the thing about sappho is there aren’t many things about sappho. there’s one poem which (we think) is complete, and there are fragments, most of which are very small, sometimes torn so that lines are broken. her formidable artistic reputation was forged in her own day and carried on by commenters in later generations of the greek-speaking world, and to some extent more recent interest stems from trusting the words of presumably discerning critics who could read her works in their complete form. the introduction by dudley fitts points out that in a way fragmentation could be lucky; if you’re looking for genius it’s easy to imagine a context for half-sentences that would make them shine. (the introduction also told me every other fact about her i’ve mentioned.)
what fitts doesn’t come out and say but which i think can be inferred, or at least part of what i took away, is that while every translation is inherently a “collaborative” effort, and every translator is (or should be) an artist in their own right, when dealing with a poet we know only in glimpses, the translator’s vision becomes all the more important; translation bleeds even further into construction. i’ve read translations i didn’t like of works i managed to be impressed by (the dorothy sayers translation of inferno comes to mind) but it’s hard to imagine liking sappho without liking her translator.
luckily i do. barnard, while in her notes at the end is very humble about the act of approximating the music of a poet she clearly admires, i think has a wonderful poetic ear. she favors short lines (and in her notes mentions that when bits of lines are missing she has opted to contract rather than try to fill in) and breaks them in a way that lends an air of significance, which i guess you could call cheap but i think overall the effect, and some of the content of sappho’s poems (especially the ones that have survived in relatively longer form), is earned. this is a good example of careful placement lending rhythm and space to a handful of words. she also arranges the poems excellently, into five sections grouped — to say thematically doesn’t seem quite right, although for example all the ones about marriage are in one section, the ones most clearly expressing love and desire for women are together, but they are broader than that. they’re grouped and sequenced so that the effect of each section is almost like reading a long poem. again, arguably artificial, but again, with so little to go on i hardly think that’s a crime. and, again, barnard has a sense of rhythm spread across the fragments, too.
but what of the lady herself? fitts’s wry remark is to be noted, but certainly i came away convinced that, at the least, she very well might have been brilliant. any detail can seem significant isolated in half a sentence spread across three lines (this is kind of the trick of some photography, no?), but taking her work as a whole the images feel selected with a kind of tender clarity. and yes, her words on love — its thrill and its loss — sparse as they are do still resonate, 2600 years later. barnard and fitts both mention that the quality that comes across in her work in greek, and was commented on by critics of her age and the ones into which her work survived, is what barnard calls “fresh colloquial directness of speech,” which barnard says she aimed to capture and fitts compliments her for achieving; i agree with him. she turns to the intimate, to the inward, and to the heavenly with grace and precision. perhaps the best way to explain how captivated i was by the way of seeing expressed in this volume is to say i left absolutely hungry for more.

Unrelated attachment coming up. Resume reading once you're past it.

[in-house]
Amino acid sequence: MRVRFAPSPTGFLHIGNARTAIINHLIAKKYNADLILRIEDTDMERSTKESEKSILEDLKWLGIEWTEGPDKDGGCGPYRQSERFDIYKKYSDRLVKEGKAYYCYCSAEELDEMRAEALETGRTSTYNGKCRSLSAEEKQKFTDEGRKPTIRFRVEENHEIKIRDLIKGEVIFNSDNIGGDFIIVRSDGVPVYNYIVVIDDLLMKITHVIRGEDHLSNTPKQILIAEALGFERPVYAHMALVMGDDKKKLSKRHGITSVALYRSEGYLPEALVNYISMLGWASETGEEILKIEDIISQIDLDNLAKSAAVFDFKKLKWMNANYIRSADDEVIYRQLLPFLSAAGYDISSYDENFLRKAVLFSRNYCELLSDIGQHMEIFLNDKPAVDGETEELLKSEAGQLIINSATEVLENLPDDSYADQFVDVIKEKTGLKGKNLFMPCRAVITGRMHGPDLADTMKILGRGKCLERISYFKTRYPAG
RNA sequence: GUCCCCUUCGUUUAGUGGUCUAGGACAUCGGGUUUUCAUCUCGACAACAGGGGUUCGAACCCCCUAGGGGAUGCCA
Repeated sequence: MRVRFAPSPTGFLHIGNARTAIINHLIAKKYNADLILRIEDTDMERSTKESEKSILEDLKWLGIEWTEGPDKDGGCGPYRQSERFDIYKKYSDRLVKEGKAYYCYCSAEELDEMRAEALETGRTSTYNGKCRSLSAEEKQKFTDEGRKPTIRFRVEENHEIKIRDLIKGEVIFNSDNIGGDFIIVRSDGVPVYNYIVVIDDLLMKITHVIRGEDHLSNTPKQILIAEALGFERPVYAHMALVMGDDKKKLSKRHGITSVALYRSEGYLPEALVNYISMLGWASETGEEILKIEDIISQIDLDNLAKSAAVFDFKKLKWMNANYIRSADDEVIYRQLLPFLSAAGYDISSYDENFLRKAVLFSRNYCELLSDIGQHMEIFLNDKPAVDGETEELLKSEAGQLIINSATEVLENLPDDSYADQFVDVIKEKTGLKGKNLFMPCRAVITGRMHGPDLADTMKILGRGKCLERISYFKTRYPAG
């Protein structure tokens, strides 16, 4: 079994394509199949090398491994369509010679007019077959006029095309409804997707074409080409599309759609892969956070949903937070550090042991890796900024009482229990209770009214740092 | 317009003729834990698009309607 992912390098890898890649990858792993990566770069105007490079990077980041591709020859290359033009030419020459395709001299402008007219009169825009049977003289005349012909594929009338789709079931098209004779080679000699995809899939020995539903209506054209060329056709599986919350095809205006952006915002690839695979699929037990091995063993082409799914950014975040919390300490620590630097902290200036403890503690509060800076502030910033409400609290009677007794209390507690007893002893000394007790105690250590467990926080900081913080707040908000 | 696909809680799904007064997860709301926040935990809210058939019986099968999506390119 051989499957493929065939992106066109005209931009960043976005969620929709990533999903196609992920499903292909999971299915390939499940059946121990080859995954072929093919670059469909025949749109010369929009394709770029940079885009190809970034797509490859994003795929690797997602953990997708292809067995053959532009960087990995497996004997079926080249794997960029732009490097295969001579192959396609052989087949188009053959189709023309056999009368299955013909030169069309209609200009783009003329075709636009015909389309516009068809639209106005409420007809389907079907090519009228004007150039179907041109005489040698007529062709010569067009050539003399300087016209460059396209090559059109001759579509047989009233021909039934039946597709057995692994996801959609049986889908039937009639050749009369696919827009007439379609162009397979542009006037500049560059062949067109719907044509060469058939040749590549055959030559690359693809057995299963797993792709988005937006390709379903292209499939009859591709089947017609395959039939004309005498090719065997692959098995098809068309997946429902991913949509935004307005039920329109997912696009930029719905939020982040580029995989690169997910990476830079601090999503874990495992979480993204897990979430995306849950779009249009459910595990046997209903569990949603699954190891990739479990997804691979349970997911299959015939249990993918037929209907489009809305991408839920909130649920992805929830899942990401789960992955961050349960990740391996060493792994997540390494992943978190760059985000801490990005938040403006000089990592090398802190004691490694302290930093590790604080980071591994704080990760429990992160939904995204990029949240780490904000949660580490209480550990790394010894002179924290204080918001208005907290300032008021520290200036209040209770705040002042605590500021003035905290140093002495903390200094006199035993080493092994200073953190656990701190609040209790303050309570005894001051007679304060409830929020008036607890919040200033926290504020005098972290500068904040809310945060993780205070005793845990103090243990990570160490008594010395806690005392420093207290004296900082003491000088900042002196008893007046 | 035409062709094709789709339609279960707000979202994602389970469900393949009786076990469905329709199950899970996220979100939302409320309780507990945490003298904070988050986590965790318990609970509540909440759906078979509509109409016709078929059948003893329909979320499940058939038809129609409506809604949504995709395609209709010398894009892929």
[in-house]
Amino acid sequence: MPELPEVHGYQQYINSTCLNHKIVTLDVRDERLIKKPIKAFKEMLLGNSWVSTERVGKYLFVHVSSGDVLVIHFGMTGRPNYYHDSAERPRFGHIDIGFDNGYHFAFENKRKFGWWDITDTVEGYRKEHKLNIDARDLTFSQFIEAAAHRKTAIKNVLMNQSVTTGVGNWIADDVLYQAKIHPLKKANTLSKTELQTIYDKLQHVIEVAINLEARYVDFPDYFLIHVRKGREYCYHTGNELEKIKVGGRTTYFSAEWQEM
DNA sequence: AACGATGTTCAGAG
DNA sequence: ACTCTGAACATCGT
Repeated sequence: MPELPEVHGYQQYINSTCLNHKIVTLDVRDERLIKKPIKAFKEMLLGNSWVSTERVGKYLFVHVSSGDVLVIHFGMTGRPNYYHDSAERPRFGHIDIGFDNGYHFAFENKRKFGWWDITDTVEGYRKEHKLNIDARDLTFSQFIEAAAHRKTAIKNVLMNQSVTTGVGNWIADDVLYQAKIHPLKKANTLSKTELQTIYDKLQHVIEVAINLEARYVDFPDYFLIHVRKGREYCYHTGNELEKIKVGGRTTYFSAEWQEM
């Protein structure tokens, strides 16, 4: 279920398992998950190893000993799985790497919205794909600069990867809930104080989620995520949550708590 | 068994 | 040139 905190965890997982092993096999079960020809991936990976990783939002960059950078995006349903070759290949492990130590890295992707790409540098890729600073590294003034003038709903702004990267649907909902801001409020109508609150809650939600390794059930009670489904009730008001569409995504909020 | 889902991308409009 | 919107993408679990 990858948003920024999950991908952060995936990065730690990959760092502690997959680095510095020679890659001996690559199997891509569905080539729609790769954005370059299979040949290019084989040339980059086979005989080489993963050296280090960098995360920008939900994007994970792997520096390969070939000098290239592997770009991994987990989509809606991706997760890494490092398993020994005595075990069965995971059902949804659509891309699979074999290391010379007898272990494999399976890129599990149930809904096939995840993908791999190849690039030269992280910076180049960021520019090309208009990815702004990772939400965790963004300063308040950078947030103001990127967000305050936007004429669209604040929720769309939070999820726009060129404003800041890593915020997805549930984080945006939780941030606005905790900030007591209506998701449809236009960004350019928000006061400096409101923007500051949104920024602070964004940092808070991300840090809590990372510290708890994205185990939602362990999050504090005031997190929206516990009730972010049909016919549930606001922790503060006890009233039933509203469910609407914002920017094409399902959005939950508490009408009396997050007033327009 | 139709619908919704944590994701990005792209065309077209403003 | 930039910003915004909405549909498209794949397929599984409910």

barnard’s notes on the translation are slim (i wanted more of this too, because nerd [bernard knox’s introduction to fagles’s odyssey talks so much about the mysteries of studying ancient greek poetry, it’s amazing]) but useful for context (her argument in defense of the idea that sappho was not quite a priestess but almost a poetic guildmaster of sorts is compelling, as is her blunt statement that we know basically nothing about her life for sure) and for thinking about the translation. she lists the liberties she took — occasionally adding a description to a god a greek reader would have automatically known, setting aside as titles first lines which are sometimes from the context in which the fragment is found, sometimes her own to elucidate, and sometimes conjecture, certain grammatical changes — and while part of me (the nerd part) is like UGH WHY ISN’T THIS AN ANNOTATED VOLUME WITH ALL YOUR NOOOOTES, that would have pretty fully ruined the spell she managed to cast. her knowledge and poetic skill are great enough that i trust that her additions and changes bring us, overall, closer to the experience of reading sappho in greek, which i think is more important than satisfying my pedantic itches.